In the environmental context, remediation means the process of cleaning up environmental contamination. And it is a process. Environmental remediation projects are some of the most challenging legal projects. In Texas, remediation options include:
- Voluntary Cleanup Program
- Innocent Owner/operator Program
- Texas Risk Reduction Program
- Municipal Setting Designation
- Brownfields Site Assessment Programs
Click on the program name above for a brief introduction to that program.
The remediation process chosen must be tailored to the specific contamination, the specific property, and often the intended future use of the contaminated property. Within several of these programs lurks the question “how clean is clean?”, with increasing levels of cleanliness dramatically escalating the costs of remediation.
The remediation process chosen often affects the contaminated property’s fair market value after the remediation. It may be necessary to balance the cost of the remediation with the effect of the chosen remediation on the fair market value of the contaminated property. Mr. McPherson’s history in commercial real estate transactions uniquely qualifies him to help clients understand this relationship and strike the right balance for each particular client and situation.
The Texas Legislature enacted the Texas VCP to provide administrative, technical, and legal incentives to encourage the cleanup of contaminated sites in Texas. Many unused or under used properties may be restored to economically productive or community beneficial use.
All non-responsible parties, including future lenders and landowners, receive protection from liability to the state of Texas for cleanup of sites under the VCP.
Any site is eligible to enter the VCP if it is not subject to response actions under RRC authority or an order or permit from the TCEQ or where TCEQ enforcement action is pending. Parties entering the VCP must submit an application, an Affected Property Assessment Report describing the contaminated area of concern, and a $1,000 application fee. The VCP is a process that usually takes many months to complete, but can positively affect the fair market value and eliminate land use restrictions on a property.
The Texas IOP provides a certificate to an innocent owner or operator if their property is contaminated as a result of a release or migration of contaminants from a source or sources not located on the property, and they did not cause or contribute to the source or sources of contamination. Similar to the Texas Voluntary Cleanup Program discussed above, the IOP can be used to redevelop or add value to a contaminated property by providing an Innocent Owner/Operator Certificate (IOC). However, unlike the VCP release of liability, IOCs are not transferable to future owners/operators. Future innocent owners or operators are eligible to enter the IOP and may receive an IOC only after they become an owner or operator of the site.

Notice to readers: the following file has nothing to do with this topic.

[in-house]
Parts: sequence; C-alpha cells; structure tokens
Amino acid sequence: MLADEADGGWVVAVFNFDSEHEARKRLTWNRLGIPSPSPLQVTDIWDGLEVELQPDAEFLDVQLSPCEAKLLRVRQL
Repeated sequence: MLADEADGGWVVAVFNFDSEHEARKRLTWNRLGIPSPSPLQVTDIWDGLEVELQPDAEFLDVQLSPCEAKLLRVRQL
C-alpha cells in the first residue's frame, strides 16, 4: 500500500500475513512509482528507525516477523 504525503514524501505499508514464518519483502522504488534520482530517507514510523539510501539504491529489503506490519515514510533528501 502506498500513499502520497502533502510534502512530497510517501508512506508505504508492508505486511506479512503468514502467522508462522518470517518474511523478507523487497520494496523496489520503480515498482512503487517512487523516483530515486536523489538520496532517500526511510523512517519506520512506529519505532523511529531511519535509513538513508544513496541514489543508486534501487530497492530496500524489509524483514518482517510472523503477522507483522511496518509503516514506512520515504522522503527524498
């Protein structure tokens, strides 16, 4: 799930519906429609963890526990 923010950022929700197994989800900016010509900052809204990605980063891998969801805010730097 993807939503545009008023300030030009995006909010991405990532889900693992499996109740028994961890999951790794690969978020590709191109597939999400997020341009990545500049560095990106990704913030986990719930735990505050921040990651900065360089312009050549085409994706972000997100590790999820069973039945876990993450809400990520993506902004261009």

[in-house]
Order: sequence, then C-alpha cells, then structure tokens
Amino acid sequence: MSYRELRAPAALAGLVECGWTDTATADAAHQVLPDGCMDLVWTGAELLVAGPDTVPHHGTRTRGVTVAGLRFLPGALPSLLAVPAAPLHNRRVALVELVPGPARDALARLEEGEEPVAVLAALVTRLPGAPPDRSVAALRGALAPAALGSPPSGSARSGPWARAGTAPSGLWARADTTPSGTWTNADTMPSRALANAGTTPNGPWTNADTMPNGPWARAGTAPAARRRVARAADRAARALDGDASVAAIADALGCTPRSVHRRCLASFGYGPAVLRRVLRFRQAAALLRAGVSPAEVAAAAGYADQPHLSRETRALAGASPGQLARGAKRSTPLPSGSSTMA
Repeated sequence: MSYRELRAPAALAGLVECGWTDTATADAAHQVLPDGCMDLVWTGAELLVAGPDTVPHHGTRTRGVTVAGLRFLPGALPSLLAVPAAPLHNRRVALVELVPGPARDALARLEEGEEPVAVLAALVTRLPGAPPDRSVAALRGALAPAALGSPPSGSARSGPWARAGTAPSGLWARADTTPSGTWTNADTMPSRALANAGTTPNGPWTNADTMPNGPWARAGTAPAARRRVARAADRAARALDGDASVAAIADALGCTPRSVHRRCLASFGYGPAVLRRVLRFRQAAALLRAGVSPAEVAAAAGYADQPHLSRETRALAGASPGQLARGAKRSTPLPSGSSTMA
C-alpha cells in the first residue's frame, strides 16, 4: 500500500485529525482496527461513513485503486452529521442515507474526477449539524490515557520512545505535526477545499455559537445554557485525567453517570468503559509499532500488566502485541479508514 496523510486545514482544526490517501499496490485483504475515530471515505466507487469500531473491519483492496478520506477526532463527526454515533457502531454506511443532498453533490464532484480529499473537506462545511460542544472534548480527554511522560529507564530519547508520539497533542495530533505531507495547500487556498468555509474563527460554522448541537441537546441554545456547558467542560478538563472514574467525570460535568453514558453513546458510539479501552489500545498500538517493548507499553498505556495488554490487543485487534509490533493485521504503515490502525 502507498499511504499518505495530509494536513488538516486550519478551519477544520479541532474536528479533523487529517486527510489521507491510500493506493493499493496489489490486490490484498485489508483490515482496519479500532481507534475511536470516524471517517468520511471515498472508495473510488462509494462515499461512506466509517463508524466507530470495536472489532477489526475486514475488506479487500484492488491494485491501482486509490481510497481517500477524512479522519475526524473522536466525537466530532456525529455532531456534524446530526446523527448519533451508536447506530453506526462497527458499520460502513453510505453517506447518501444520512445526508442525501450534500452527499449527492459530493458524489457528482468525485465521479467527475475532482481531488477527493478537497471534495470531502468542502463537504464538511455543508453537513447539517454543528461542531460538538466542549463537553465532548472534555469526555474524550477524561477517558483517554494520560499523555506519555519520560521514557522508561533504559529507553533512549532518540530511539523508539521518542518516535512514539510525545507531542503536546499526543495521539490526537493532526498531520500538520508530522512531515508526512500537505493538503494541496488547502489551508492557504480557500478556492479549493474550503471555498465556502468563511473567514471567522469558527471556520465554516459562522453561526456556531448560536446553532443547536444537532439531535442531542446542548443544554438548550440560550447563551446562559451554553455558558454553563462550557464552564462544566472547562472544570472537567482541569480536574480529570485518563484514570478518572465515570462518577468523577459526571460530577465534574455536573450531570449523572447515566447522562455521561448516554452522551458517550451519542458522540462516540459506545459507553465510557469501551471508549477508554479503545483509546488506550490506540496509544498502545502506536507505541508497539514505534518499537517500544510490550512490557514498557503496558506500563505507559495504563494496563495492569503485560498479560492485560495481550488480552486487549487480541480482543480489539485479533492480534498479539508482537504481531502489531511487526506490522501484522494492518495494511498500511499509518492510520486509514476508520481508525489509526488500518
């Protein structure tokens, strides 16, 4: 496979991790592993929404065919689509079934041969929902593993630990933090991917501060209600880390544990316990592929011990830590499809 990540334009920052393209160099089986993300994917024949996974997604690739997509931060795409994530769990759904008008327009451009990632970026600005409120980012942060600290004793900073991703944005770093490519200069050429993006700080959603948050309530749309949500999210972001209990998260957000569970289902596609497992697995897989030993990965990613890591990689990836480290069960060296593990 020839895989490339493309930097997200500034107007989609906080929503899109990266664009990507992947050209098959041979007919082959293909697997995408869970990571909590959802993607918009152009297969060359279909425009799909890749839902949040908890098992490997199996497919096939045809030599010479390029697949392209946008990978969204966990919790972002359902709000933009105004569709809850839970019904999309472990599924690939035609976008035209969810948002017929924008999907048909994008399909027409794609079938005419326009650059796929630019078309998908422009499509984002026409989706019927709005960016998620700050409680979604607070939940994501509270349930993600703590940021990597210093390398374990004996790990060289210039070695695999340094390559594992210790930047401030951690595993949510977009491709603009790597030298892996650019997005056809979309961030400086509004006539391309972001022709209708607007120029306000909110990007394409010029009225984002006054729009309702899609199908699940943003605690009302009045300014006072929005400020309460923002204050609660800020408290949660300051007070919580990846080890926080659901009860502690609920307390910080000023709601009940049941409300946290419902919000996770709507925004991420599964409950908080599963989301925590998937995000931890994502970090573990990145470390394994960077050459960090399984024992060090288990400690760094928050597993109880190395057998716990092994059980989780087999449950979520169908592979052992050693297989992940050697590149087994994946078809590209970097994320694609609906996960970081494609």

TRRP generally regulates the cleanup and management of wastes and substances, referred to as chemicals of concern (COCs), which are released into the environment from regulated commercial and industrial facilities. The TRRP process is also generally available to guide the closure of waste management facility components (e.g., tanks, container storage areas, surface impoundments). The TRRP determines if releases or closures pose unacceptable risk. If they do, it sets out the requirements for what must be done to reduce the risk, prevent pollution, or protect natural resources. The TRRP can be a more cost-effective way to rehabilitate properties, allowing for their return to productive use.
An MSD is an official state designation given to property within a municipality or its extraterritorial jurisdiction that certifies that designated groundwater at the property is not used as potable water, and is prohibited from future use as potable water because that groundwater is contaminated in excess of the applicable potable-water protective concentration level. The prohibition must be in the form of a city ordinance, or a restrictive covenant that is enforceable by the city and filed in the property records. MDSs are authorized by Texas Health and Safety Code Subchapter W.
An MSD is a helpful tool to control the cost of a property cleanup because it limits the scope of, or eliminates the need for, what would otherwise be investigations of or costly response actions addressing contaminant impacts to groundwater that have been restricted from use as potable water by ordinance or restrictive covenant.
In Texas, many former industrial properties lie dormant or underutilized due to liability associated with actual or theoretical contamination. These properties are broadly referred to as “brownfields.” The TCEQ is facilitating cleanup, transferability, and revitalization of brownfields through the development of regulatory, tax, and technical assistance tools. The TCEQ is available at no cost to local governments and will provide technical advice, education, and project partnering for brownfields redevelopment projects.
Local governments can now offer additional ad valorem property tax abatements to attract brownfield cleanup and redevelopment.